For some girls, their “big day” is their wedding day. My “big day” was July 2nd, 2011. I went to Dr. Maya Angelou’s house for her 4th of July party.
My client and friend, Clarke Allen, has become close to Dr. Angelou since designing her birthday party last April. Clarke has been invited to every soirée – and a few backyard lunches – ever since. And when he got the invite for this year’s July 4th party, I got to go as his guest.
I can’t remember the exact age when I first read Dr. Angelou’s work. But perhaps it’s more fitting to say, as far back as elementary school, I can’t remember a classroom where we didn’t study her. She is one of the writers that brought the reader out in me. And as any writer knows, the call to writing comes when we are reading.
When she took my hand at our meeting, she said just that – “Writing is not a job. Writing is a calling.” She talked more about what it meant to be a writer and, coming from one of the greatest writers of our time, each word held a weight and depth that will remain unmatched. But I want to share a different experience I had at her home.
As I walked in, mixed with stomach-flipping anticipation at meeting this iconic woman, was concern I was going to be met with looks of what’s this white girl doing here? Somehow, I feared that guests at Dr. Angelou’s house wouldn’t share her same inclusive spirit. I guess it shouldn’t surprise me that they did.
I felt more comfortable amongst that group of strangers than I have amongst a room full of people I know. There was a gentleness, warmth, and sense of community in that backyard. There was a feeling that radiated between people that everyone was welcomed, accepted, and honored for exactly who they are.
On the ride home as we discussed the day, we talked about race and people in our lives that still live with a great deal of racial tension. I wondered why it was so difficult for the rest of the world to co-exist without judgment or preconceived notions, when the harmony at Dr. Angelou’s had seemed so much more natural. Then it occurred to me that perhaps the racial tension that still exists today is a judgment or preconceived of how we believe we are going to be judged. After all, I welcome people into my life based on the type of person they are, not based on their skin color – yet, I anticipated judgment for my own race. Perhaps people who live with a great deal of tension or social segregation don’t judge the other, but fear the other’s judgment.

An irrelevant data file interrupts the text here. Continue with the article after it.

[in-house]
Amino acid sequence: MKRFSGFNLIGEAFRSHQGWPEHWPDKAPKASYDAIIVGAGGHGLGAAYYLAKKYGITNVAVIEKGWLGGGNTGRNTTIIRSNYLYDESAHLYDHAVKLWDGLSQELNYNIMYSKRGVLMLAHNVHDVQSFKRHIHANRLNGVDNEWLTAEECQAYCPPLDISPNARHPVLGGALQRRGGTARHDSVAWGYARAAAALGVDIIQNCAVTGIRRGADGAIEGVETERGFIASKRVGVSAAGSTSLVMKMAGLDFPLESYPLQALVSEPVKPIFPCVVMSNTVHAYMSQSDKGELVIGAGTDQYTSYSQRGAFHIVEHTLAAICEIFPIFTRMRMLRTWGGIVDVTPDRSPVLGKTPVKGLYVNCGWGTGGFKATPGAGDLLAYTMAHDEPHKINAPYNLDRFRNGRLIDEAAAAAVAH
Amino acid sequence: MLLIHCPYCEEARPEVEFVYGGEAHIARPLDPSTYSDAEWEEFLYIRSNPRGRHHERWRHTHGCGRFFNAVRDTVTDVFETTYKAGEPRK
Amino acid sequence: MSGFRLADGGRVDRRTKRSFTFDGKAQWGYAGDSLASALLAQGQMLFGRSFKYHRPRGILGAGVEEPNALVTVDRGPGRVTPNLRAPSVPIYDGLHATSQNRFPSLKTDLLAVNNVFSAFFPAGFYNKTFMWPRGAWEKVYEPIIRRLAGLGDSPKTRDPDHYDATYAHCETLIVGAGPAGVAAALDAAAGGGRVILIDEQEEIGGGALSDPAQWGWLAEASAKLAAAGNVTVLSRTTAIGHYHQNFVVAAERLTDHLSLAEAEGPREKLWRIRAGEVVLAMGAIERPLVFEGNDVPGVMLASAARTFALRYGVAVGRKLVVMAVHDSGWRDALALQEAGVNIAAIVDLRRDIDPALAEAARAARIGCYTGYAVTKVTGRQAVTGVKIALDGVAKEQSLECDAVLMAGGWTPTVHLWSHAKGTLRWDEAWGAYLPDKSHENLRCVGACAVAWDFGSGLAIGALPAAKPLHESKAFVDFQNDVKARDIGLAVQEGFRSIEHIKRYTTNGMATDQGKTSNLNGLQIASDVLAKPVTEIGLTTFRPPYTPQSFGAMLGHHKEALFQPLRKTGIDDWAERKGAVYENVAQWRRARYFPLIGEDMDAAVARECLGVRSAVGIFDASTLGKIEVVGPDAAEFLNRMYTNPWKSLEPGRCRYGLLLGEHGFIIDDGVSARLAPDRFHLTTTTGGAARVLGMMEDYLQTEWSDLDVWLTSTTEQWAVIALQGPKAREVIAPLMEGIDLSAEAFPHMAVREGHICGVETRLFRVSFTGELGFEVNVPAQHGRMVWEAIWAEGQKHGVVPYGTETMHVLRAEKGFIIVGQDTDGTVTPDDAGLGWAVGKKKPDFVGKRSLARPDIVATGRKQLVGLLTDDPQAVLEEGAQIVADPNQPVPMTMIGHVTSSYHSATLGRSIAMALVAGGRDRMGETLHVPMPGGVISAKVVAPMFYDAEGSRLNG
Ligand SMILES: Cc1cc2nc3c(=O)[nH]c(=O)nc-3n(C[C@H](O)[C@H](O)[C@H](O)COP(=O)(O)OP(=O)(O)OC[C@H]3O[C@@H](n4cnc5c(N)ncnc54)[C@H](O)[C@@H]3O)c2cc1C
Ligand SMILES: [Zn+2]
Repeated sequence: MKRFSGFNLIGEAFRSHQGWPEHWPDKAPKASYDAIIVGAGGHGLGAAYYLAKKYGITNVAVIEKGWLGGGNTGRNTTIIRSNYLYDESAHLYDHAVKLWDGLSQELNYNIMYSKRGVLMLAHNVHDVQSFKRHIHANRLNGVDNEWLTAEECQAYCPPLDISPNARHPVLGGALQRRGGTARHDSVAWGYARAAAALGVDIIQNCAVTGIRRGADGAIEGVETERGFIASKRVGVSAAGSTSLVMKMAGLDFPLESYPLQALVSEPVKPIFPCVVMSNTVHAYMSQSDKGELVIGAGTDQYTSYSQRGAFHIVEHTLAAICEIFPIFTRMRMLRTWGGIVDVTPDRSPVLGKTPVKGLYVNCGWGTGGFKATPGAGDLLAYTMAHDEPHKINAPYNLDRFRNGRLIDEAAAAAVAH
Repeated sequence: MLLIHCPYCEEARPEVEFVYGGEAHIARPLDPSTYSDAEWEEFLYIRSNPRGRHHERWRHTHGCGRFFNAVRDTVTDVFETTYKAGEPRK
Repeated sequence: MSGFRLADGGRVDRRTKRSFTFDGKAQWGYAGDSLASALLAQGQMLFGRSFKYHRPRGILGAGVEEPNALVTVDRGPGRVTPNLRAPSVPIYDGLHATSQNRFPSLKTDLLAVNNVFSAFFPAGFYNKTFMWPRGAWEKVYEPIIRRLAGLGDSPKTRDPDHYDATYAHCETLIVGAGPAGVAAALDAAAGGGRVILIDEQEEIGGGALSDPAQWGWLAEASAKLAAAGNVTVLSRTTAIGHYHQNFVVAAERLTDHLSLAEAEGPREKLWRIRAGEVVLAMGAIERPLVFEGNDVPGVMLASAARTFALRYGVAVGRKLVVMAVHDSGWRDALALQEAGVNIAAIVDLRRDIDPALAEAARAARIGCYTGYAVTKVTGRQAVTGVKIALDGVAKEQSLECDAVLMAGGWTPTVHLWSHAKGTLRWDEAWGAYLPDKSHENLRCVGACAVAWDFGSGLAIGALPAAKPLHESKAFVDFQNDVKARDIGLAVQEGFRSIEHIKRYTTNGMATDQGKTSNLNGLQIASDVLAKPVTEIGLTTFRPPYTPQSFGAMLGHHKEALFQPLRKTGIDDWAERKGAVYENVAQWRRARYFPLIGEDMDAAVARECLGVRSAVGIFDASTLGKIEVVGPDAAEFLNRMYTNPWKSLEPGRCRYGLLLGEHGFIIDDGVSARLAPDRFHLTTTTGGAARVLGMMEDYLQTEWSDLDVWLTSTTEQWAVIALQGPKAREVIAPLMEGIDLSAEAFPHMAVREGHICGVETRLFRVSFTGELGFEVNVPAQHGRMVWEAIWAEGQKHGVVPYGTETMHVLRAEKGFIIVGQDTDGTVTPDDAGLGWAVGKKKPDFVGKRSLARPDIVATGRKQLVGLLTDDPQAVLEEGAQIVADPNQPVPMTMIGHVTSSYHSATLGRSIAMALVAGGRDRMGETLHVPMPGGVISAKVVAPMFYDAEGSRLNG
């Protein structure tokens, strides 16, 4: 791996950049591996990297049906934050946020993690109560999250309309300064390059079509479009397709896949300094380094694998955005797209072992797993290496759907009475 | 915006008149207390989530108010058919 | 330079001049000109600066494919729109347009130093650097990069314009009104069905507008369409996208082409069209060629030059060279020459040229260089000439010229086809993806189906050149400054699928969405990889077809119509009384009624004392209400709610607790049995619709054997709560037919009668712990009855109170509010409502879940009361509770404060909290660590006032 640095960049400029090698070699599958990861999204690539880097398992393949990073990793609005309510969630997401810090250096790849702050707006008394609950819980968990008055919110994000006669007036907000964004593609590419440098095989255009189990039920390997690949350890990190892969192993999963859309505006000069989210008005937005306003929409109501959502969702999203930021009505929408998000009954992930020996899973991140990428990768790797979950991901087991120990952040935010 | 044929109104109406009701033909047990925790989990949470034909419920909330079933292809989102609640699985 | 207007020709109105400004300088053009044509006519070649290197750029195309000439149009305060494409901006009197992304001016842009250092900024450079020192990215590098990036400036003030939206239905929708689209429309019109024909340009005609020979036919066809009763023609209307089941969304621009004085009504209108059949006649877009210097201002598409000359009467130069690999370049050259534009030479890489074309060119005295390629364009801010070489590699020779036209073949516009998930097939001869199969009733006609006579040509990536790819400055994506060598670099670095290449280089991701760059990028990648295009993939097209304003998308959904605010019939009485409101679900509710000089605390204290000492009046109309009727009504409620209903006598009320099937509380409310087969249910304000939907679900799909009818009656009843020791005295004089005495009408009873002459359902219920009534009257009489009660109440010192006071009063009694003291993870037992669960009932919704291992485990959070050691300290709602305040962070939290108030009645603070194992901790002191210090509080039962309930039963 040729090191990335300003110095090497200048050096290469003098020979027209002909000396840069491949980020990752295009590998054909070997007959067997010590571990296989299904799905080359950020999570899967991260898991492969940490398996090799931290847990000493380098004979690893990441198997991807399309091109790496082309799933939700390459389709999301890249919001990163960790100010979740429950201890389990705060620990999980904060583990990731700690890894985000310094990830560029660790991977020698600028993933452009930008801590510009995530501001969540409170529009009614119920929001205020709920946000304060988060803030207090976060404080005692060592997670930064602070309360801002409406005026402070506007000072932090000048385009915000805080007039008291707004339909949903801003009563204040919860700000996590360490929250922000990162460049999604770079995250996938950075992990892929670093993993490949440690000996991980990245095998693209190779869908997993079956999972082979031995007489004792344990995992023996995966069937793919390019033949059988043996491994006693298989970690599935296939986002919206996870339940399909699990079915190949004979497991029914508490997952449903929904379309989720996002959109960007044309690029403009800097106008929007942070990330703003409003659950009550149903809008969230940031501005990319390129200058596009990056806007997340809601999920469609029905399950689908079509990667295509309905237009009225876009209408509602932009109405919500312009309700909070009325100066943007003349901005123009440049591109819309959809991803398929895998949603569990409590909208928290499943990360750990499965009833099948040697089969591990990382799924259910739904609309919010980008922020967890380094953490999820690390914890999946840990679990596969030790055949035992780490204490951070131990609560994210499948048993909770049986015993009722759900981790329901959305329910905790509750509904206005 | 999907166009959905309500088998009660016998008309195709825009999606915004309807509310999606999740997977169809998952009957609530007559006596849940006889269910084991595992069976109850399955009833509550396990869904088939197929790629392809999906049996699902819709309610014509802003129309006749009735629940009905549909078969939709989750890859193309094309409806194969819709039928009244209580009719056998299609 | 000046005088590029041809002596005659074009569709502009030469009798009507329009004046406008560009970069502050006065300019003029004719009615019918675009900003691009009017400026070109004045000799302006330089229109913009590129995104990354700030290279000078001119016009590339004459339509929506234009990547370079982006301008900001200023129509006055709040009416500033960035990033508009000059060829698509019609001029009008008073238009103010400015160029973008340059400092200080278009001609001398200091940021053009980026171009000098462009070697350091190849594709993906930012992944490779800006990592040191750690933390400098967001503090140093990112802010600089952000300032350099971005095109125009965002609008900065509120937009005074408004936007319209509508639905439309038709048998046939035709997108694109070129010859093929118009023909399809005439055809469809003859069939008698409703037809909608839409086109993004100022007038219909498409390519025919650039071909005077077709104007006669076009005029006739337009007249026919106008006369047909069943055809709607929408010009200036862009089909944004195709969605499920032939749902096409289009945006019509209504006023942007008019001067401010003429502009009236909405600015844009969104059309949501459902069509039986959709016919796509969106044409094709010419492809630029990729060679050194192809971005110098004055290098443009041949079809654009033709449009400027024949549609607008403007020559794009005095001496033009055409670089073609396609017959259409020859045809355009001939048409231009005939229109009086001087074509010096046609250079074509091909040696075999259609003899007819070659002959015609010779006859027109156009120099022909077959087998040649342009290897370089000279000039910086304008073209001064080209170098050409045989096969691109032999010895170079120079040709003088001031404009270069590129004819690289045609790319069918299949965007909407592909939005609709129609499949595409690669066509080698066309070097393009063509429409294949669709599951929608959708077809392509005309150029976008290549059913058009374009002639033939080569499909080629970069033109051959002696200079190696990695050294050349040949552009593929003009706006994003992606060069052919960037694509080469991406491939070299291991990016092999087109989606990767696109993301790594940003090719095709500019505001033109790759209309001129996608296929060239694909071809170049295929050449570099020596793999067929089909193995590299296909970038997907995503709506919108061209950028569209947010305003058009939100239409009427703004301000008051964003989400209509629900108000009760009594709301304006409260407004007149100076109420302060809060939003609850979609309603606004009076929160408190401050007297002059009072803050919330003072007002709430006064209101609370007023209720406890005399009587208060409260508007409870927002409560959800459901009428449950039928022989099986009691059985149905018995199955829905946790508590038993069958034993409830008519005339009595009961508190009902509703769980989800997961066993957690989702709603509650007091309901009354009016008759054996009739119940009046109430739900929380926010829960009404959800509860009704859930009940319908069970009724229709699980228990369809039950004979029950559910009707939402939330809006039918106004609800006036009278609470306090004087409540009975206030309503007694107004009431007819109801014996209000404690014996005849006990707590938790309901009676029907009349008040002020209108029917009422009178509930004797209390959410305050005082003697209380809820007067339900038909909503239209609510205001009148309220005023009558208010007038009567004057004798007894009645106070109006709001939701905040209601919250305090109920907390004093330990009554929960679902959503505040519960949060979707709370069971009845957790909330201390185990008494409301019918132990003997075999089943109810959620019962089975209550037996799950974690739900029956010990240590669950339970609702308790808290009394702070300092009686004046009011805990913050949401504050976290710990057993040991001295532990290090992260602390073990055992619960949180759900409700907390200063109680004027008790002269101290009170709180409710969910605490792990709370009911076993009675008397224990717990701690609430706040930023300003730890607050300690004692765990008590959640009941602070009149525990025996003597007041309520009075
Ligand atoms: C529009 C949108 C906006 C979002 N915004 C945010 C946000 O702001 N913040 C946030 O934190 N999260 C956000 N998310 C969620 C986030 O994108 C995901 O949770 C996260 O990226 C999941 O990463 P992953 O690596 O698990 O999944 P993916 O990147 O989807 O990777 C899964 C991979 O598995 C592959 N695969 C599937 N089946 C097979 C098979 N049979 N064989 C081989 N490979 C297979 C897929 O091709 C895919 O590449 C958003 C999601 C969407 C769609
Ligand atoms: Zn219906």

My friends in DC might feel as if these thoughts are antiquated or not relevant in 2011. But in the 4 ½ years I’ve been living in Charlotte, it’s become apparent that much of the South sadly still clings to its pre-Civil War roots. But in a city where stories about cultural divides and discrimination are sad but true, it’s comforting to know that just several miles away in Winston Salem lives a woman whose integrity and heart is as big and real as it reads. And if it has been able to bring change to all ends of the earth, perhaps it can help bring change close to home too.